Although there were reports of candidates negotiating higher pay, recruitment experts suggest the surge in starting salaries was mostly because of the increased competition for workers and efforts by firms to attract applicants.
The report also revealed that the latest permanent placements index fell slightly from August’s peak of 72.7 down to 71.8 in September. While this indicated more employers were still hiring new staff than not, it suggests the number being posted into roles was easing.
While higher salaries are good for job seekers, wage growth alone is unlikely to help sustain economic recovery because of limited levers to bring people with the right skills to where the jobs are and increase productivity.
It was cited that it is essential the government works in partnership with employers to deliver sustainable growth and rising wages, rather than a crisis-driven sugar rush. It should be encouraged for business investment, considering an international outlook and develop skills.
The report also found that although the total staff availability index rose from 23.0 in August to 25.3 in September, it remained well below the neutral 50 level, signalling a substantial drop in candidate availability.
Recruitment can be difficult but contact 121 HR Solutions to discuss your challenges and find out how we can help attract top talent to your business or even how salary benchmarking could assist in attracting and retaining employees.
A third of working parents claim caring responsibilities hold them back from career progression
It is claimed that flexible working arrangements are the best way employers can give all employees a ‘fair chance to progress’.
More than a third of employees say being a parent is stalling their career progress, according to a recent study, but experts suggest adopting flexible working arrangements will help businesses support employees.
A survey of parents with children under the age of 18 who were either working or on flexi-furlough in August 2021, found that 35% said that being a parent and having caring responsibilities holds them back from promotion at work. Among mothers specifically, this number rose to two in five (41%).
Almost as many 38% said that the people who worked the longest hours were the most respected by senior leaders in their organisation, while more than two in five (44%) of working parents felt that the senior leaders in their organisation were not positive role models for achieving a good work-life balance.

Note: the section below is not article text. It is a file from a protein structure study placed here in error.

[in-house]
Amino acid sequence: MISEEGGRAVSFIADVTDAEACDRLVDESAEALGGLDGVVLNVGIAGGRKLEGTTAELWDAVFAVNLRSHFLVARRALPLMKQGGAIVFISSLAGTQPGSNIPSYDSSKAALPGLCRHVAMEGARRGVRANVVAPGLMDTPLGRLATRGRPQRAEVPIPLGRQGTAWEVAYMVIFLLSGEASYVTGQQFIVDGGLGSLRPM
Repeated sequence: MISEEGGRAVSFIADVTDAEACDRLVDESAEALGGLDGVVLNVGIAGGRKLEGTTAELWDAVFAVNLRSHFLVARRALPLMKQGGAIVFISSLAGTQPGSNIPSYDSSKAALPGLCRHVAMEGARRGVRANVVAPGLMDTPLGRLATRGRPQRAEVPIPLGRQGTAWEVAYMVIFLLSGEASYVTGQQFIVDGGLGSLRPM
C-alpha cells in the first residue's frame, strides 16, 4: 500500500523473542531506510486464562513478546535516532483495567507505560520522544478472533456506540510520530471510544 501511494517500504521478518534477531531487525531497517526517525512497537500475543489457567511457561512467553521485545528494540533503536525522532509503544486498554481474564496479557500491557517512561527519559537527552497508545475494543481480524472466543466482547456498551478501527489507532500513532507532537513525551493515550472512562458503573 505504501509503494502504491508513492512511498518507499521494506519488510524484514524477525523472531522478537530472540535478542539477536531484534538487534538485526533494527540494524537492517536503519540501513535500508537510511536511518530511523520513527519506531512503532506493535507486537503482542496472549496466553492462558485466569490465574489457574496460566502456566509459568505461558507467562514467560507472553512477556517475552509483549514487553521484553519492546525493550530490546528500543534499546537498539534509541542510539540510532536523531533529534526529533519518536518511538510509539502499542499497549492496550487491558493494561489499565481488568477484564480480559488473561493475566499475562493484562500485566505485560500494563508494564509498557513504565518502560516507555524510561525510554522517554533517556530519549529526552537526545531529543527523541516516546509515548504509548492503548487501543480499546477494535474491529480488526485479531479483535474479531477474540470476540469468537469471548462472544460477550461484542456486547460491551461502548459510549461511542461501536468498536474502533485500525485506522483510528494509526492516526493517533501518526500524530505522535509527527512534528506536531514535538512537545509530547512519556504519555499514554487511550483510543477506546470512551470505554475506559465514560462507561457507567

It was revealed that 14% of respondents had additional caring responsibilities such as caring for a sick, elderly or disabled family member, on top of being a parent. Of this group, half said being a carer was holding back their opportunities to be promoted.
Among all of the surveyed working parents, more than a third (36%) were concerned that taking time off for caring needs would be frowned upon at work, rising to nearly half among those with additional caring responsibilities.
However, there were some positive results for working parents too. More than half said their organisation supports parents and people with caring responsibilities effectively, while two in five said that the pandemic has had a positive impact on workplace culture at their organisation.
Should you have any questions on how flexible working could be an option within your business and support your most valuable asset, your employees, contact us for practical advice and support.
Mother dismissed while on maternity leave and told to ‘go to the Jobcentre’ has been awarded £50k
Judge upholds all worker’s discrimination claims, ruling employer’s conduct caused ‘detrimental and adverse’ stress that affected her ability to breastfeed her baby.
A mother who was dismissed two months after giving birth and told to ‘go to the Jobcentre’ for money has been awarded more than £50,000 for pregnancy and maternity discrimination by an employment tribunal.
The tribunal found that the former employee had been discriminated against when she was fired while on maternity leave. It found that the dismissal had a “detrimental and adverse impact” on her health and wellbeing, and even reduced her milk flow, affecting her ability to feed her child which caused “additional distress”.